1100 PM CDT Sat Apr 11 2020 .SHORT TERM...(This Evening through Sunday Night) Issued at 321 PM CDT Sat Apr 11 2020 At a synoptic level, WV satellite imagery and upper level analysis shows a pronounced closed low across southern AZ with a southern stream jet running across the southern CONUS and a strengthening northern stream jet from the eastern Dakotas eastward toward the Great Lakes. Closer to home in the form of more sensible weather, a couple of different areas of showers, one in NW IA and the other near and west of the James River. With temperatures in the 50s to even lower 60s, this has all been rain and should remain that way into the evening. By tonight, the more impactful weather begins as the right entrance region of the previously mentioned northern stream jet begins to induce and strengthen mid level frontogenesis. Guidance continues to suggest this frontal forcing is strongest in the 700:800 mb layer initially running near the MO River Valley across south central SD and eventually settling in from northeast NE, far southeast SD, and then toward south central MN, north central IA. Guidance also continues to depict some negative EPV* just atop this layer suggesting the potential for a contracting and enhancing of the strongest snow band (more on this later). All of this should establish a fairly coherent and robust band of precipitation through the second half of the overnight into much of the daytime hours Sunday. Better forcing should shift east of I-29 by early to mid evening with upper level subsidence shutting down the remainder of the precipitation across our area after midnight Sunday night. Precipitation Type: Forecast soundings suggest we should see a fairly clean transition from rain to a brief rain/snow mix to snow for most locations. The transition from rain to snow should be underway by late evening west of the James River working eastward with a changeover around or just prior to the daybreak hours along a Yankton to Sioux Falls to Worthington line. The remainder of NW IA may be closer to the mid morning hours, although likely much dependent on precipitation rates and potential for dynamical cooling. Areas near Ida Grove and Storm Lake will be the last to see the switch to snow with perhaps even a period of sleet or freezing as the colder surface air outruns a pocket of warmer air aloft. A few rumbles of thunder are also possible across this area. Amounts: Model progged PWAT are not anything abnormal in terms of climatology but the strong dynamics of this system should still produce some healthy QPF amounts. As previously mentioned, still plenty of suggestion in the models that we may see a tighter and heavier band of snowfall develop which may drive a narrow corridor of higher amounts. As is typical in these scenarios, agreement on where exactly this will end up is far from agreed upon although have noted a northward shift in guidance over the past 12 to 24 hours. The HRRR and RAP are generally furthest north with this area of higher QPF near and north of I-90 and NAM (and its derivatives), GFS and ECMWF south of I-90. SREF and WPC super- ensemble plumes further display this uncertainty with some locations exhibiting as much as a 0.75 to 1 inch spread in QPF. A couple of different options exist for a snowfall forecast...The first would be to continue to play the northward shift (HRRR/RAP) which after collaborating with WPC, wouldn`t be the first system recently to do this. The other thought is to follow the better mid level frontal forcing (NAM/GFS/EC) which is generally what this forecast package relied on. This also aligns relatively well with the HREF probability matched mean. This would put a band of 6 to 10+ inches from roughly Gregory to Beresford to Worthington with generally 2 to 6 inches buffering that. With all of that said, a quick cursory glance at the 18z guidance just coming in gives a little more credence to a northern solution. Impacts: Ground temperatures across the region are largely in the 40s with road temperatures likely higher than that. This may work to temper the travel impacts some, although with snow rates nearing or exceeding 1 inch per hour at times (supported by HREF probabilities and periods of deep dendritic layers exhibited in various soundings), these warmer ground temperatures should have no problem becoming overrun. This will result in slushy or snowcovered roads. Additionally, winds at the top of the mixed layer sit anywhere from 30 to 40+ kts which will help to produce winds gusts of at least 35 to 45 mph. This will result in some blowing snow and reduced visibility which given the expected wet nature of the snowfall, should be mainly confined to period of falling snow. Headlines: Have upgraded the remainder of the previous watch with an additional northward bump. This warning area may still need to be shift a row of counties or two (more likely north than south at this point) depending on where the final consensus for the heaviest corridor settles in. Have also covered the remainder of the coverage area with an advisory given the combination of snow and wind. .LONG TERM...(Monday through Saturday) Issued at 321 PM CDT Sat Apr 11 2020 With an active period in the shorter terms of the forecast, minimal changes were made in the extended portions of the forecast. Stubborn upper level troughing will no doubt keep our region below normal as far as temperatures with high temperatures thru Tuesday likely stuck in the 30s. May see some moderation later next week but still hedging toward below normal readings. A fairly disturbance ridden northwest flow aloft regime will keep us from staying completely dry during this time frame, although tough to pinpoint details on exact timing of any waves at this point. Significant precipitation doesn`t look overly likely beyond the weekend however. && .AVIATION...(For the 06Z TAFS through 06Z Sunday night) Issued at 1051 PM CDT Sat Apr 11 2020 Light rain is moving across the area, with the transition to snow already occurring for areas in central to east central SD, including KHON and K9V9. Snow transition for KFSD, KSUX, and surrounding areas expected before daybreak. Conditions will continue to deteriorate, with snow becoming heavier and northerly winds increasing through the morning, gusting up to 40 knots. IFR visibility and ceilings are expected, with LIFR conditions possible within the heaviest snow band and coupled with blowing snow. Conditions will begin to improve from west to east as the snow tapers off late Sunday afternoon through evening. && .FSD WATCHES/WARNINGS/ADVISORIES... SD...Winter Storm Warning from 4 AM Sunday to 1 AM CDT Monday for SDZ066-067-069>071. Winter Storm Warning until 4 PM CDT Sunday for SDZ050-057- 063>065-068. Winter Weather Advisory from 4 AM to 7 PM CDT Sunday for SDZ040- 055-056-061-062. Winter Weather Advisory until 4 PM CDT Sunday for SDZ038-039- 052>054-058>060. MN...Winter Storm Warning from 4 AM Sunday to 1 AM CDT Monday for MNZ080-081-089-090-098. Winter Weather Advisory from 4 AM to 7 PM CDT Sunday for MNZ071- 072-097. IA...Winter Storm Warning from 4 AM Sunday to 1 AM CDT Monday for IAZ001>003-012>014-020-021. Winter Weather Advisory from 10 AM Sunday to 1 AM CDT Monday for IAZ022-031-032. NE...Winter Storm Warning from 4 AM Sunday to 1 AM CDT Monday for NEZ013. Winter Weather Advisory from 10 AM Sunday to 1 AM CDT Monday for NEZ014. && $$ SHORT TERM...Kalin LONG TERM...Kalin AVIATION...SG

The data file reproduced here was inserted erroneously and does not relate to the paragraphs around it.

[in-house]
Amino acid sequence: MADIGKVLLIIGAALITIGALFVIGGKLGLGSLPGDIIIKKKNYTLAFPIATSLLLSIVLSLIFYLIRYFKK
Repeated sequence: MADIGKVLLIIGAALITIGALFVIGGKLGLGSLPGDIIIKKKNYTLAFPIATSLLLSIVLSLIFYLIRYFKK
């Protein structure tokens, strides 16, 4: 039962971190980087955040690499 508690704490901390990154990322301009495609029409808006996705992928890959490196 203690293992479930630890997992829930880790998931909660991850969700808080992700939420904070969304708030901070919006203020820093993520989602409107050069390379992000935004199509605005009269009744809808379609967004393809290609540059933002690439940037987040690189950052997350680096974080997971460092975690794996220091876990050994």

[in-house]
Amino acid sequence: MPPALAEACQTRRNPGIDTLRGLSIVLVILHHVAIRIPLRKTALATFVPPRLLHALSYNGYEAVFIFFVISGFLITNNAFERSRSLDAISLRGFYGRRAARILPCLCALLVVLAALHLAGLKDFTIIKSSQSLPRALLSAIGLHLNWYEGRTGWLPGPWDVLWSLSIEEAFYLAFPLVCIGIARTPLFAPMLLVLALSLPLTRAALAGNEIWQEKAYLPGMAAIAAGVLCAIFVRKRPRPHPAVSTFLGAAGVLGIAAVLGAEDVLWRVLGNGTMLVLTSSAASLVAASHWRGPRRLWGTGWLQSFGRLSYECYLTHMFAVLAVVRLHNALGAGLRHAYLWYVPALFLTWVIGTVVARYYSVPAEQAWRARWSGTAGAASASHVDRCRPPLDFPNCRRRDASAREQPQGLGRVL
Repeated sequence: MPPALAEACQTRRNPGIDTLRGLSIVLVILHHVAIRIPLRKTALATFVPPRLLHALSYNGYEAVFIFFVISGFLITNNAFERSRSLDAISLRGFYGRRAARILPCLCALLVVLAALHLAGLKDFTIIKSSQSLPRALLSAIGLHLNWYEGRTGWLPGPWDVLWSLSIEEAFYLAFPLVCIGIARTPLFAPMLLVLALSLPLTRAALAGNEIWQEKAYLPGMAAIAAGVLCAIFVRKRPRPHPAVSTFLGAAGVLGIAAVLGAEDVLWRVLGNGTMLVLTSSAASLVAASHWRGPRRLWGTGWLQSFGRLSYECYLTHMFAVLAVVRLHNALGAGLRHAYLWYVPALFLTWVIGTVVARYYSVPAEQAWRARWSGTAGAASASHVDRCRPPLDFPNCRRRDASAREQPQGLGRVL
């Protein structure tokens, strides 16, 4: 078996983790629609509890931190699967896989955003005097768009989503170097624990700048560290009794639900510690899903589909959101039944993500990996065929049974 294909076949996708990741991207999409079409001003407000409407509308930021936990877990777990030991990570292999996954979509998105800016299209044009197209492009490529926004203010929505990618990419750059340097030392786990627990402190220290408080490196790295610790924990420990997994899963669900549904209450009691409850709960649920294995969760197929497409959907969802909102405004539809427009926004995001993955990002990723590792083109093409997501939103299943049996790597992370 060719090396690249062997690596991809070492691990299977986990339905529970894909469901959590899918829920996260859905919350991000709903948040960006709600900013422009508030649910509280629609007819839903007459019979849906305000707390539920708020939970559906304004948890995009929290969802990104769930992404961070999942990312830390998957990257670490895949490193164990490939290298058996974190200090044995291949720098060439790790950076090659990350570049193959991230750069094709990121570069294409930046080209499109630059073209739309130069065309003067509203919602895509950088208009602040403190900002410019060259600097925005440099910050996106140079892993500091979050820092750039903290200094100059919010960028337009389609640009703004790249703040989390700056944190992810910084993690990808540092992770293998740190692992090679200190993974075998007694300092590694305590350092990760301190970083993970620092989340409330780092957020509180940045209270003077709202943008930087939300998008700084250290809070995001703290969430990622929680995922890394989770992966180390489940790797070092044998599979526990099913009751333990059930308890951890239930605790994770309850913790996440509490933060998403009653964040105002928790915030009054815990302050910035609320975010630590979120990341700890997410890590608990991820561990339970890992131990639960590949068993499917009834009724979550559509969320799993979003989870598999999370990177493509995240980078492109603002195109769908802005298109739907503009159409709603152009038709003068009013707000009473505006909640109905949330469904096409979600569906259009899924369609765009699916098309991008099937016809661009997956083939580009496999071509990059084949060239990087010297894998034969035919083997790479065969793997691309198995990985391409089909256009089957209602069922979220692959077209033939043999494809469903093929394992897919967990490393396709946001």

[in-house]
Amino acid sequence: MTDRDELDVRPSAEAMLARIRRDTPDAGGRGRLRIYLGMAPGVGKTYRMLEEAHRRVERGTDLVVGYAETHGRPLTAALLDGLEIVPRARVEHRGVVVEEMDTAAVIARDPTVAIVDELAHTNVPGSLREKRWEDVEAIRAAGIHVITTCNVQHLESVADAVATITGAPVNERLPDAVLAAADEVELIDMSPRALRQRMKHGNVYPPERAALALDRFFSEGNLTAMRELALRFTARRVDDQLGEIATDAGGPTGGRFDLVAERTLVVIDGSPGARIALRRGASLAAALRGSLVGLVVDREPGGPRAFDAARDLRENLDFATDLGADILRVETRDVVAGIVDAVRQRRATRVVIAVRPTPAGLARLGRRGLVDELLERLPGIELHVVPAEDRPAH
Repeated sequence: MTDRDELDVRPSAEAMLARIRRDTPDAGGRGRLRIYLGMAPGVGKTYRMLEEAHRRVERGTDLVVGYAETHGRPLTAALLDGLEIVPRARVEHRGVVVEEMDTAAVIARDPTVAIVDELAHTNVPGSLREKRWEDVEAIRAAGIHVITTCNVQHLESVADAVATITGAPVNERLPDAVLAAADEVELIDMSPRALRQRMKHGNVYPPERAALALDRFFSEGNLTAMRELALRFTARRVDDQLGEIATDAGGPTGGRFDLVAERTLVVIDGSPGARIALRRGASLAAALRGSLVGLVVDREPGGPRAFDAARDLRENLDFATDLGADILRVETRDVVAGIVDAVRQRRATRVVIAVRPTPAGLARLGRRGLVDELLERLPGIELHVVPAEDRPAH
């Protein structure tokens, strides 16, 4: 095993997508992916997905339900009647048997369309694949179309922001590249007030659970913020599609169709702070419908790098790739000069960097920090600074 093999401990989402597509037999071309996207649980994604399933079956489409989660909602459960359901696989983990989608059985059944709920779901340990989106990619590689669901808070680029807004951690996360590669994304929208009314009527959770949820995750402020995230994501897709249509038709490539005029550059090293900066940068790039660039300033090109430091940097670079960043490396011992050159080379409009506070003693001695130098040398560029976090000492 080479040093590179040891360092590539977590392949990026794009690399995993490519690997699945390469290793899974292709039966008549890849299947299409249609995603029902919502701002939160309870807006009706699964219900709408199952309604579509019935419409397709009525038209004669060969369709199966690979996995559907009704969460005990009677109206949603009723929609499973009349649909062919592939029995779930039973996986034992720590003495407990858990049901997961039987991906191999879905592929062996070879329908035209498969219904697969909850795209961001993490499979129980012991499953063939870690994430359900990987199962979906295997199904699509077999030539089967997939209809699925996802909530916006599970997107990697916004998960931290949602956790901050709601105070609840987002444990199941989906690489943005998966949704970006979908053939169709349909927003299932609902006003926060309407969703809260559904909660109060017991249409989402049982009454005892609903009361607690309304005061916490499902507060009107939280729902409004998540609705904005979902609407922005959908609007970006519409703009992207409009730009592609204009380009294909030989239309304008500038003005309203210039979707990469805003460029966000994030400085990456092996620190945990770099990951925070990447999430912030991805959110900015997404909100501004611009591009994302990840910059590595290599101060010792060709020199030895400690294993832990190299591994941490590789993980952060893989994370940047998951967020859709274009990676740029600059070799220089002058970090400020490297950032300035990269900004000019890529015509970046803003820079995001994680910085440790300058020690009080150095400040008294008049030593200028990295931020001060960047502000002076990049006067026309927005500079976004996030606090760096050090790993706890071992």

Area Forecast Discussion